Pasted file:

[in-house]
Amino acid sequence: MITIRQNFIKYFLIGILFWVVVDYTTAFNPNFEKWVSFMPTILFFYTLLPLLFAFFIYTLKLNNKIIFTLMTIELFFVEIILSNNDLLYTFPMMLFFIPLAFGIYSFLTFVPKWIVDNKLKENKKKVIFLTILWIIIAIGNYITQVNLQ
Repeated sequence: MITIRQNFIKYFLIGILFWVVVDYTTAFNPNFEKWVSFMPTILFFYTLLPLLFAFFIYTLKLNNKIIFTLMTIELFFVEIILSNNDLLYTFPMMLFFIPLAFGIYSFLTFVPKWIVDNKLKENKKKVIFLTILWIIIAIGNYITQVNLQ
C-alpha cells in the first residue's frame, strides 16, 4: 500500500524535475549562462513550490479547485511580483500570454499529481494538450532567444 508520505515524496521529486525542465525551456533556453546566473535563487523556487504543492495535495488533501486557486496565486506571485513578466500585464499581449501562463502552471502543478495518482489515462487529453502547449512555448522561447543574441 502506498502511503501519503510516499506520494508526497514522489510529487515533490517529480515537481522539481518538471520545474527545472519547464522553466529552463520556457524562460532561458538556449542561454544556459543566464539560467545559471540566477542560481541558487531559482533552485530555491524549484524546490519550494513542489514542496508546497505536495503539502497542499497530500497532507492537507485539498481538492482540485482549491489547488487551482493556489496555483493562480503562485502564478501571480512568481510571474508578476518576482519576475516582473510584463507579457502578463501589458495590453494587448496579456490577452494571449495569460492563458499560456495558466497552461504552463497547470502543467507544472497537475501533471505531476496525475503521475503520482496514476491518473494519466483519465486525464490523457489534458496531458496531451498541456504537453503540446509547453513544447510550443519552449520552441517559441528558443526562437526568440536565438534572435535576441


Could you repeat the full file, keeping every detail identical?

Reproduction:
[in-house]
Amino acid sequence: MITIRQNFIKYFLIGILFWVVVDYTTAFNPNFEKWVSFMPTILFFYTLLPLLFAFFIYTLKLNNKIIFTLMTIELFFVEIILSNNDLLYTFPMMLFFIPLAFGIYSFLTFVPKWIVDNKLKENKKKVIFLTILWIIIAIGNYITQVNLQ
Repeated sequence: MITIRQNFIKYFLIGILFWVVVDYTTAFNPNFEKWVSFMPTILFFYTLLPLLFAFFIYTLKLNNKIIFTLMTIELFFVEIILSNNDLLYTFPMMLFFIPLAFGIYSFLTFVPKWIVDNKLKENKKKVIFLTILWIIIAIGNYITQVNLQ
C-alpha cells in the first residue's frame, strides 16, 4: 500500500524535475549562462513550490479547485511580483500570454499529481494538450532567444 508520505515524496521529486525542465525551456533556453546566473535563487523556487504543492495535495488533501486557486496565486506571485513578466500585464499581449501562463502552471502543478495518482489515462487529453502547449512555448522561447543574441 502506498502511503501519503510516499506520494508526497514522489510529487515533490517529480515537481522539481518538471520545474527545472519547464522553466529552463520556457524562460532561458538556449542561454544556459543566464539560467545559471540566477542560481541558487531559482533552485530555491524549484524546490519550494513542489514542496508546497505536495503539502497542499497530500497532507492537507485539498481538492482540485482549491489547488487551482493556489496555483493562480503562485502564478501571480512568481510571474508578476518576482519576475516582473510584463507579457502578463501589458495590453494587448496579456490577452494571449495569460492563458499560456495558466497552461504552463497547470502543467507544472497537475501533471505531476496525475503521475503520482496514476491518473494519466483519465486525464490523457489534458496531458496531451498541456504537453503540446509547453513544447510550443519552449520552441517559441528558443526562437526568440536565438534572435535576441